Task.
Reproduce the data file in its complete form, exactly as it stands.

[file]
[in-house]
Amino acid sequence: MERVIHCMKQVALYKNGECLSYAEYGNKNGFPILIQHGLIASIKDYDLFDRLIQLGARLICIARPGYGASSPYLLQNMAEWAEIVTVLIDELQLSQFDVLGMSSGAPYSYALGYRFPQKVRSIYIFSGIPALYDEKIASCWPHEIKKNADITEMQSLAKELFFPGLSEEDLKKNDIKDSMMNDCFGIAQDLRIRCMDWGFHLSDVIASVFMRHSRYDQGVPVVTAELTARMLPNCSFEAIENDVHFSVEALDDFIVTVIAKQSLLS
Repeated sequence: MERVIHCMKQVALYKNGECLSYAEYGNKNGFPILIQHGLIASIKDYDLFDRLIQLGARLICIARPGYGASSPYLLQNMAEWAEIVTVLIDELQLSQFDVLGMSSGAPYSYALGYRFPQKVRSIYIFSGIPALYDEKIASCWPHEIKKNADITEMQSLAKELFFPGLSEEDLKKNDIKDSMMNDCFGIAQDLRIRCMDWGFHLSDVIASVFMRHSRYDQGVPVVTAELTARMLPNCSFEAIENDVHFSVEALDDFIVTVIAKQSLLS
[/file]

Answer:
[in-house]
Amino acid sequence: MERVIHCMKQVALYKNGECLSYAEYGNKNGFPILIQHGLIASIKDYDLFDRLIQLGARLICIARPGYGASSPYLLQNMAEWAEIVTVLIDELQLSQFDVLGMSSGAPYSYALGYRFPQKVRSIYIFSGIPALYDEKIASCWPHEIKKNADITEMQSLAKELFFPGLSEEDLKKNDIKDSMMNDCFGIAQDLRIRCMDWGFHLSDVIASVFMRHSRYDQGVPVVTAELTARMLPNCSFEAIENDVHFSVEALDDFIVTVIAKQSLLS
Repeated sequence: MERVIHCMKQVALYKNGECLSYAEYGNKNGFPILIQHGLIASIKDYDLFDRLIQLGARLICIARPGYGASSPYLLQNMAEWAEIVTVLIDELQLSQFDVLGMSSGAPYSYALGYRFPQKVRSIYIFSGIPALYDEKIASCWPHEIKKNADITEMQSLAKELFFPGLSEEDLKKNDIKDSMMNDCFGIAQDLRIRCMDWGFHLSDVIASVFMRHSRYDQGVPVVTAELTARMLPNCSFEAIENDVHFSVEALDDFIVTVIAKQSLLS